Driven out of their homeland by impending war and religious persecution, my paternal grandparents, Hugo and Irma Gärtner Tobias, and their 4-year-old son, Walter, my father, (now 80 and living in Simsbury), immigrated from Germany to America through Ellis Island on Dec. 11, 1937.
My grandparents never spoke of the Holocaust. It was never discussed around the dinner table or at family gatherings. I never questioned any of them, not about the tattooed numbers on the forearms of some their friends or why they never spoke of the family left behind. There was only silence.
Although I knew about the Holocaust, I chose the path of least resistance and avoided the topic. That changed when the last of my grandparents died in 2005 and I came into possession of a cardboard box containing letters, documents and photographs. I began to uncover their personal and tragic history from which I had been sheltered. I also saw the courage and strength it took to set aside their pain and rebuild their life here.
I never knew the depth of their pain. Perhaps I was too concerned with my needs, insensitive to theirs, too focused on my life and what I needed to accomplish. They're all gone now — many of their secrets gone with them. And while they never spoke of the Holocaust, I feel that their safekeeping of the cardboard box is evidence of their intention to bear witness.
That box was a turning point for me — I was finally ready to embark on the search for clues and to deal with that time in my family's history. I wanted to know more.
Last April, my research brought me and my family to Cologne, Germany, my ancestral homeland. It's one thing to know that family members perished there, it's quite another to stand in their footsteps.
I knew nothing about my great-grandfather, Hermann Gärtner. He lived in the small village of Ruppichteroth, where he worked as a butcher. He was also, I discovered, an outspoken critic of the Nazi Party. In 1933, he was arrested and held for 10 months for making "false and defacing assertions" against the National Socialist state. This, the Nazis considered treason.
His story is not unique among German Jews of the time. Like thousands of others, he tried desperately to get a visa to any country that would take him. In the end, his efforts failed.
In a letter written Jan. 6, 1942, addressed to the Jewish Council of Amsterdam, Hermann, who had fled to the Netherlands, pleads for a suspension of his transport back into German hands because of his sciatica. Despite the plea, he was moved to the Westerbork camp in the Netherlands and on Sept. 18, 1942, taken to Auschwitz. On Sept. 24, 1942, at age 66, my great-grandfather was murdered.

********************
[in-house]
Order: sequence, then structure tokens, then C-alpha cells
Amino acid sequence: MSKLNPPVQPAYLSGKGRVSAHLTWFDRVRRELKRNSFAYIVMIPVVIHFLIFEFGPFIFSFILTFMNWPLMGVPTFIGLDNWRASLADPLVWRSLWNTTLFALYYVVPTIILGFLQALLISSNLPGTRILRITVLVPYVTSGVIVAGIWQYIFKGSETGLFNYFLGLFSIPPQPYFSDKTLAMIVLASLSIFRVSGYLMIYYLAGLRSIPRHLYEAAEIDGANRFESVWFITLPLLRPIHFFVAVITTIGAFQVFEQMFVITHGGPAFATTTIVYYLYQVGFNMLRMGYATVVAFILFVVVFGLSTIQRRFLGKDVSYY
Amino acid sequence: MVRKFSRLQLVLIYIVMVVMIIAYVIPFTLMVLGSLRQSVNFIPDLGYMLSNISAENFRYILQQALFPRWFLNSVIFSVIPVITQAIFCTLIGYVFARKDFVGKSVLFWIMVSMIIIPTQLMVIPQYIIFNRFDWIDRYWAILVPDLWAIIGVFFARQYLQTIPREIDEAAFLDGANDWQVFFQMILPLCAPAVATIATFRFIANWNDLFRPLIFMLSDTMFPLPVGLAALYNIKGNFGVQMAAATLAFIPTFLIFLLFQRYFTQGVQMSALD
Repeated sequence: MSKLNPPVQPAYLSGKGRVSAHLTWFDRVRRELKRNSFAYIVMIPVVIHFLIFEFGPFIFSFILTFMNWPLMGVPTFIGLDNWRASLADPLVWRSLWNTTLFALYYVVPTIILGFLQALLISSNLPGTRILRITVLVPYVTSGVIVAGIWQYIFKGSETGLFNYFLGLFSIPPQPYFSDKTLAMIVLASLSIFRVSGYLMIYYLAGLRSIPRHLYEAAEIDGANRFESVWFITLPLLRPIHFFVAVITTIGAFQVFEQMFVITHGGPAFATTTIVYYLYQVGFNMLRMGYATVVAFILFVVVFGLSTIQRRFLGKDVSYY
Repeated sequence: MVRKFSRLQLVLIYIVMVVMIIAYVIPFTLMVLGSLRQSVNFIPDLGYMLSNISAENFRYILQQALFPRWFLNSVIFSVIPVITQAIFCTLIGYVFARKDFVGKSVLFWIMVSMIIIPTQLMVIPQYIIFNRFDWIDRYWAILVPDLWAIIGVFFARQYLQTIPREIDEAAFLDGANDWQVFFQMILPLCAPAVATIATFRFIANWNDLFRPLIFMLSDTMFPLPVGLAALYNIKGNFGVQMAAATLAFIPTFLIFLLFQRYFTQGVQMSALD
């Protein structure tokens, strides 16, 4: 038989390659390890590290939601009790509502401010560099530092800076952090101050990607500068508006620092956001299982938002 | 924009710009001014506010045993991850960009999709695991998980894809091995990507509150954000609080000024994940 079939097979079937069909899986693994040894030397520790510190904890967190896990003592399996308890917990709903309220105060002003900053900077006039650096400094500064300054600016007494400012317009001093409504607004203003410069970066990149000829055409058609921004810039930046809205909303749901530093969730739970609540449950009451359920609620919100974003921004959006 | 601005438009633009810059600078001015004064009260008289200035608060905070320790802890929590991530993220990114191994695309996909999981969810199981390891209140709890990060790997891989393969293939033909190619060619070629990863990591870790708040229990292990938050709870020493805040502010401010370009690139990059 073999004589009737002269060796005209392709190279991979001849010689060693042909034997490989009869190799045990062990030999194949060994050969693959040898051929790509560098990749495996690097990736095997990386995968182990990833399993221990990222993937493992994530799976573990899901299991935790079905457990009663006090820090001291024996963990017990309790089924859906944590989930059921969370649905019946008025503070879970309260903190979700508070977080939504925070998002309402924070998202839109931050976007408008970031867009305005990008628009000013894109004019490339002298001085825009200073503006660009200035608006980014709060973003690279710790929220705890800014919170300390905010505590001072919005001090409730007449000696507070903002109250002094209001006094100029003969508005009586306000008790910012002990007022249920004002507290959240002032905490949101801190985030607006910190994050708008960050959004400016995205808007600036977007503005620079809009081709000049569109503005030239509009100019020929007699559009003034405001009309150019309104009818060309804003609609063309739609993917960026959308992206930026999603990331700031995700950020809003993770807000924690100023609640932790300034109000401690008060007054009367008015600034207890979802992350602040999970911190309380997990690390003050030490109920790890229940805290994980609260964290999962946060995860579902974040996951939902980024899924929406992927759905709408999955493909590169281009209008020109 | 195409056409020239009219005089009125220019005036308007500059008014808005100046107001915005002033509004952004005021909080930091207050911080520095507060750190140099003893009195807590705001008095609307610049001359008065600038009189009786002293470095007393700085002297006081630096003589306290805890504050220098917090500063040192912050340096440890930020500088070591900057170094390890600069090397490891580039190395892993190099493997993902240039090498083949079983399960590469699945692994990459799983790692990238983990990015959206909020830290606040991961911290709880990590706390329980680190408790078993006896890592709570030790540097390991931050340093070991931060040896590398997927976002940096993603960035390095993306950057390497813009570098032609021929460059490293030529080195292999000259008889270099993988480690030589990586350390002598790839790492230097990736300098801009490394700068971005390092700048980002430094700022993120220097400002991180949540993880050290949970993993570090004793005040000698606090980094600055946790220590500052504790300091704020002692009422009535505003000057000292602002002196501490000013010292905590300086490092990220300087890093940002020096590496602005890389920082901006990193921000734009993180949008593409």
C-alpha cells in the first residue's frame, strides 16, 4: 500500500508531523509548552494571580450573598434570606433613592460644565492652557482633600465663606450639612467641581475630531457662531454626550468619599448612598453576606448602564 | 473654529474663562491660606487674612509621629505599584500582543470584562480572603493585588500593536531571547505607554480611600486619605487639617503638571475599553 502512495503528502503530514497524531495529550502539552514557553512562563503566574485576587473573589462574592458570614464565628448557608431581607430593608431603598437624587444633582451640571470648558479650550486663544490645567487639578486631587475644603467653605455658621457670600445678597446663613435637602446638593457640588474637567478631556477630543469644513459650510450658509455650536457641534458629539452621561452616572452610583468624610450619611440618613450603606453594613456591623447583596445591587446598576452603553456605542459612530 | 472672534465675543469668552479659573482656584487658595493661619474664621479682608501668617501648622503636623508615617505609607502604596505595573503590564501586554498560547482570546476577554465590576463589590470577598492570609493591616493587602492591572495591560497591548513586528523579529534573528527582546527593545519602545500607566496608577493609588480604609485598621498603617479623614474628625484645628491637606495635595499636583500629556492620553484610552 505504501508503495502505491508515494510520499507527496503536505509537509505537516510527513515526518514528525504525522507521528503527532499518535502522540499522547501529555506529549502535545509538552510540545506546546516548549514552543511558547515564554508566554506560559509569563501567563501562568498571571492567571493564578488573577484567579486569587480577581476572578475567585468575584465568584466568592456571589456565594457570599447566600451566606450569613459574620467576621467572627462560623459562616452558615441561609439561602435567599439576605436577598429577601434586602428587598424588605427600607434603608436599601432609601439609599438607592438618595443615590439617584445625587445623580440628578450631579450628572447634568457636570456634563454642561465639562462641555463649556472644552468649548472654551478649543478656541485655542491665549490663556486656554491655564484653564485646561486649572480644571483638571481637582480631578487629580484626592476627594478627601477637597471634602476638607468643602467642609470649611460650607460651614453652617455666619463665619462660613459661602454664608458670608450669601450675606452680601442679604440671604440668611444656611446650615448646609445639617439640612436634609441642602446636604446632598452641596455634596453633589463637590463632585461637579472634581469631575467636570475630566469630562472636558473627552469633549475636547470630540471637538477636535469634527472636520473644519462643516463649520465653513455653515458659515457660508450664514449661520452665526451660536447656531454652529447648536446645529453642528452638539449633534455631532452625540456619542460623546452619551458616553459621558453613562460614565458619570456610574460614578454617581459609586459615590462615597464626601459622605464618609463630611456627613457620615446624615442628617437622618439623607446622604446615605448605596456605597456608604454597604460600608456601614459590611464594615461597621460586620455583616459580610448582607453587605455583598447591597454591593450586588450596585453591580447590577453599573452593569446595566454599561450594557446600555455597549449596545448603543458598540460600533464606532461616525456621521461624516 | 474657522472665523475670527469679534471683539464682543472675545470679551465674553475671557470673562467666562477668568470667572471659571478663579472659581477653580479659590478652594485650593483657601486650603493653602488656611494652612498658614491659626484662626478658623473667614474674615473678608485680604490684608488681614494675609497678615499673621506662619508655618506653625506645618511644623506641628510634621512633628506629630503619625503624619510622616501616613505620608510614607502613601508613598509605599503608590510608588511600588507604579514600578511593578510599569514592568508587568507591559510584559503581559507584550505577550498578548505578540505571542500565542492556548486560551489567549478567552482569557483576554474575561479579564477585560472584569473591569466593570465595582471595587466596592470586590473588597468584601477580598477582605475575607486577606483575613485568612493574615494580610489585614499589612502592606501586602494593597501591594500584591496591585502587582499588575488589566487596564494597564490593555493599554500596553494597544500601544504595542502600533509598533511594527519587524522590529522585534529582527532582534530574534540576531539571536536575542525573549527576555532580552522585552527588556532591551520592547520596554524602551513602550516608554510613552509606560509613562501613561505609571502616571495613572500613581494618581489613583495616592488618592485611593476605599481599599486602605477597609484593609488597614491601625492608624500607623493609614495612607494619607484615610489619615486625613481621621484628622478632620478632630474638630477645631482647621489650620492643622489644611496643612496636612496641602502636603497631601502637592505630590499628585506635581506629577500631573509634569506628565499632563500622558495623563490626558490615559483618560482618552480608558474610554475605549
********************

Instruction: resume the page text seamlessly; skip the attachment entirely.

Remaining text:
How sad it must have been for my grandmother when her father's letters stopped coming. In the ultimate irony, Hermann fought for the German Reich in World War I. He survived the war, but not the Nazis, who murdered him as "unworthy of life."
My other paternal great-grandfather, Hermann Tobias, expelled from his home and separated from loved ones, died alone in 1940. He was buried in a Jewish cemetery in Cologne. His grave was marked by a small stone with the number 25/177. During our trip to Germany, we were able to properly honor and remember him with a headstone — 74 years later. When a person finishes life, he should have a name, not a number.
Three of Hermann Tobias' children managed to flee Germany with their families: my grandfather Hugo; his brother Julius and sister Johanna. Sadly, my research uncovered another brother, Walter, my great-uncle, who remained in Germany. He lived in Haaren and was a craftsman and a locksmith. At the end of February 1943, his then-pregnant wife Selma, and their five children were taken to Auschwitz and killed upon arrival. Walter was assigned to a work detail and died two years later on May 18, 1945, in Theresienstadt concentration camp just after the German surrender on May 8.
Only now am I beginning to understand.
The German people we met on our trip had no personal involvement in or responsibility for what happened, yet they bear the burden of the acts of their fathers. Although that burden may cause bitterness and resentment, what we found were people who feel a great responsibility to foster the memory of the Jewish people, their artifacts, their culture and the horrific actions of their forbearers.
I feel a strong sense of responsibility to tell the story of those who came before me. If I don't record it. If I don't protect it. If I don't preserve it. Then who will?
I think memory is the highest, and perhaps the most meaningful tribute to pay to those who perished. It's my duty, as a descendant, to tell their history to the next generation. I've passed it on to my 16-year-old son, Zack, a legacy of our family history that might well have been lost.
Rob Tobias lives in Burlington.